Poetic intelligence comes in three varieties. There's the self-delighting joie of
Eliot's "words alone" (which, in the Possum's formulation, means something like "words without the
moral assistance of..."). Then there's the intelligence of perception, of seeing into reality to a deeper
extent than is the normal experience. Finally there's the intelligence that understands the rule of paradox as a
(if not the) key principle of our significance-gathering-and-disseminating engines: Czeslaw Milosz was
the great recent exemplar here. Of course, the categories overlap, and they should. You might more usefully think
of them as medieval humors: we are composed of all three, but the balance determines the character that
Judith Skillman is a poet assigned by her Muse to the second category, with considerable shading from the first.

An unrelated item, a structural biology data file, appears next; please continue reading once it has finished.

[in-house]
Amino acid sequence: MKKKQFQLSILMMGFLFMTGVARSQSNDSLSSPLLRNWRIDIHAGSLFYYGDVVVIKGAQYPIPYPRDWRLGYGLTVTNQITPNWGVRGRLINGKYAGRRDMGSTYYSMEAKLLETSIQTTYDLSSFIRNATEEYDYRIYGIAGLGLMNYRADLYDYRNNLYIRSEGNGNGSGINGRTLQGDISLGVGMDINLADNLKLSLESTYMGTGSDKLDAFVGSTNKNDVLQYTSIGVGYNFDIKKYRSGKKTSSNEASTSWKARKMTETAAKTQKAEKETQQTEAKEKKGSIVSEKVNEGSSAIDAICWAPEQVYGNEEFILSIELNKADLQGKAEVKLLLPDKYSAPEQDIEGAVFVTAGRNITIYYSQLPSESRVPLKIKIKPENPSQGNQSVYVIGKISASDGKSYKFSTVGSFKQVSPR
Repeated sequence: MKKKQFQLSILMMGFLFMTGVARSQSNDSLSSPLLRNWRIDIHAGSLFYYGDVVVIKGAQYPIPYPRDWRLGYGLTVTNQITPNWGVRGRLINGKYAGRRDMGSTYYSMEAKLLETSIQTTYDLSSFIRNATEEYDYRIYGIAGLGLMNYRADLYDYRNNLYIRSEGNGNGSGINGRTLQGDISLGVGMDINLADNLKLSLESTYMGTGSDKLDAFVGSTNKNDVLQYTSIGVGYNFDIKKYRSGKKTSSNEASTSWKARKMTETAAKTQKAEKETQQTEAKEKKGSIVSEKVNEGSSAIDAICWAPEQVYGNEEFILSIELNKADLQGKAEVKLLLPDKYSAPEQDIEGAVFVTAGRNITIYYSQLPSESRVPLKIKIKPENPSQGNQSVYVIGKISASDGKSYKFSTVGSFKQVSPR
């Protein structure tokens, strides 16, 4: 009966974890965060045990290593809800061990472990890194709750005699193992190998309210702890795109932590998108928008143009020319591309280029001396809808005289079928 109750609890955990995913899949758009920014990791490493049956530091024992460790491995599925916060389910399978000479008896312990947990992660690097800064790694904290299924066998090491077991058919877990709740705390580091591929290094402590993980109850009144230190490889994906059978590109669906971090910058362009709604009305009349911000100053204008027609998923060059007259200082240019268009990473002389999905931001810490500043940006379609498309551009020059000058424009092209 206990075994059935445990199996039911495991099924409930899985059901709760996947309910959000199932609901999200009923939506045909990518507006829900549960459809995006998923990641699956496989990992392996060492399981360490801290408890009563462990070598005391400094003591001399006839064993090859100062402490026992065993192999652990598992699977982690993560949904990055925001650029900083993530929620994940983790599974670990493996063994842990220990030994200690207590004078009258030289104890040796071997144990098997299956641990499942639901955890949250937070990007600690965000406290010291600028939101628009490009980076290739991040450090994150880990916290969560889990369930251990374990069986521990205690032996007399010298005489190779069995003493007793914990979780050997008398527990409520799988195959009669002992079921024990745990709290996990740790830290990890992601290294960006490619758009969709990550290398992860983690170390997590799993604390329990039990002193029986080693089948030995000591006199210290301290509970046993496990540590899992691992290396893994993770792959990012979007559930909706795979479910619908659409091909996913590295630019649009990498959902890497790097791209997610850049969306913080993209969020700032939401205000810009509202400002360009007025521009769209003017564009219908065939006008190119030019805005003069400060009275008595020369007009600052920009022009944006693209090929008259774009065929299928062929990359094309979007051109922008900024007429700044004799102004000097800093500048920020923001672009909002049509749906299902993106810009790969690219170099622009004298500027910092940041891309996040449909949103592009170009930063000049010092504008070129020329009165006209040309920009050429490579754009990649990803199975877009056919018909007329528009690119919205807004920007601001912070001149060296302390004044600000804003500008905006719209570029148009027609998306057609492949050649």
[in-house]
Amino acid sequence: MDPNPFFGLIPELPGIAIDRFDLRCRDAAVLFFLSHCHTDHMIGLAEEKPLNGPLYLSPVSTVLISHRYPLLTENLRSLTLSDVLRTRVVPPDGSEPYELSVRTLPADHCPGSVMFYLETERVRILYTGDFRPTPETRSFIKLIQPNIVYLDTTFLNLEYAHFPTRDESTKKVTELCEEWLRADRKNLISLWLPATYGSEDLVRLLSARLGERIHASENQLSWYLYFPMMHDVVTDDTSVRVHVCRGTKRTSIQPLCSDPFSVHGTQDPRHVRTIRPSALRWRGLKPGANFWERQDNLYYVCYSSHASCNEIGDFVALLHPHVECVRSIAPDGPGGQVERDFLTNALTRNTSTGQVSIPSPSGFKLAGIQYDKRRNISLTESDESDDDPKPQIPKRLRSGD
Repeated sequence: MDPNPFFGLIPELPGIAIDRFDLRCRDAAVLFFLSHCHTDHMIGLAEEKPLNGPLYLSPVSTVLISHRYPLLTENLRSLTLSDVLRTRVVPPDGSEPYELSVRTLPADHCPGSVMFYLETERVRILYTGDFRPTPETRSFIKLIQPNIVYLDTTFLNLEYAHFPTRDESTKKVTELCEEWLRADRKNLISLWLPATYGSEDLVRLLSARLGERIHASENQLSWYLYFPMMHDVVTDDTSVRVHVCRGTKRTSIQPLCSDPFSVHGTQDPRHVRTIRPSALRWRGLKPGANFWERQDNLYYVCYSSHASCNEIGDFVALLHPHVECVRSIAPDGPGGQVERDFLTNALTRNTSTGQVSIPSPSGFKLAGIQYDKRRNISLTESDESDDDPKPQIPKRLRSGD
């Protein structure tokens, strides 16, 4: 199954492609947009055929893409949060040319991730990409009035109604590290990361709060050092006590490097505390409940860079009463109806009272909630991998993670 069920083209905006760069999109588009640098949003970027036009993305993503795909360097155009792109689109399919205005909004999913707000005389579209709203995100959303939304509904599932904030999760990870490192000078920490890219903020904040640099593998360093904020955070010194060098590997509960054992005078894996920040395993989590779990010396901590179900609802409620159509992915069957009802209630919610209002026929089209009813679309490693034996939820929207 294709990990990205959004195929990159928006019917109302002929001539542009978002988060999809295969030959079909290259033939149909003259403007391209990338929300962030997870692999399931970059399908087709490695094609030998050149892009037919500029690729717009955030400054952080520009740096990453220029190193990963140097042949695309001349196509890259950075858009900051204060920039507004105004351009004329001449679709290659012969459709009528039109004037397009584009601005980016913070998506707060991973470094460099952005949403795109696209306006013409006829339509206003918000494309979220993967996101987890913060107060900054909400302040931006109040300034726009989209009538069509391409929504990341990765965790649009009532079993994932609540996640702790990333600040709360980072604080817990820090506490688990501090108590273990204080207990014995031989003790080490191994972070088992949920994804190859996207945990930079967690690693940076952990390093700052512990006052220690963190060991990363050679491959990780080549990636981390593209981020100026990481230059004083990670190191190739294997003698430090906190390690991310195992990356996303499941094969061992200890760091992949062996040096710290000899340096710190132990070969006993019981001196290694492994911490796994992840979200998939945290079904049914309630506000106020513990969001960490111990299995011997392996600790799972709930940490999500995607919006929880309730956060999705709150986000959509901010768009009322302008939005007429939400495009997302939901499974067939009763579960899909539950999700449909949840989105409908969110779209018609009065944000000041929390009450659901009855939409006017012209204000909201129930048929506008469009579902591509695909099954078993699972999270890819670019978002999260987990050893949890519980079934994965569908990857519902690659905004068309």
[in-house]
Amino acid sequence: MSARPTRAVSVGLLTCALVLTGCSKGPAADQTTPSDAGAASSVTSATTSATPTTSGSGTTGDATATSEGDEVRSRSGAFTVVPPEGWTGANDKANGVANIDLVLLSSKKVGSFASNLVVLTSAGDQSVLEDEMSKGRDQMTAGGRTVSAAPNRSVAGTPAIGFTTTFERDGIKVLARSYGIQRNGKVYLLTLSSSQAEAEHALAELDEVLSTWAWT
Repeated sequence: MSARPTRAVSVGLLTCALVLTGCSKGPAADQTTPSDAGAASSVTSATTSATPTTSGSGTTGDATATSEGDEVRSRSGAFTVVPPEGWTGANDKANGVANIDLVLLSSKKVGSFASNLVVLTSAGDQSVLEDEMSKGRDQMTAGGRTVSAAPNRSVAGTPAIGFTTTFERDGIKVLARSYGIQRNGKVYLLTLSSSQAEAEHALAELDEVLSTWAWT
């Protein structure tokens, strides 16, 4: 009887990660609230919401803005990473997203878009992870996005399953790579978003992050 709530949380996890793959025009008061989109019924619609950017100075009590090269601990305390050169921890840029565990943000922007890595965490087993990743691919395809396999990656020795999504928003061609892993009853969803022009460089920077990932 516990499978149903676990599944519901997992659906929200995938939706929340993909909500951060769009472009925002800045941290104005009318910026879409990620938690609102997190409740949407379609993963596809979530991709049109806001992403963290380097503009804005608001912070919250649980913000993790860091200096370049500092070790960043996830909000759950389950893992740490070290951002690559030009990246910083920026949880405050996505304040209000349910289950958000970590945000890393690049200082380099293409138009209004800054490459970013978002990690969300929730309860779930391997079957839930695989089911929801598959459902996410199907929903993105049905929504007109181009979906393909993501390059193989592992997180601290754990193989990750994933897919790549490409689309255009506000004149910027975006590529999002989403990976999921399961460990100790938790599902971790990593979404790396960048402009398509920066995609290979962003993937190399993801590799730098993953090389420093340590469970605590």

Martin Amis observed that writers with the most élan are those who take possession of the intelligence's
will to penetrate, by which he means to look both into and beyond simultaneously, to (really) notice, remember
sequentially, interpret, synthesize, and judge. This means too that Williams' command, "no ideas but in
things," is under no obligation to pay a compliment either to things or to ideas, but does so to the imagination
that makes of the two a felicity. Consider this:
From the prison of a week awake
I walked, feeling my way
past the silent doves,
the uniforms, the counsel of friends,
birthdays, seasons, and cancers.
Birth in the sheen of ugliness.
Death in the conversation of an old man's hand.
Sidney Bloom, who gestured, upon being told
he'd meet his dead wife in heaven,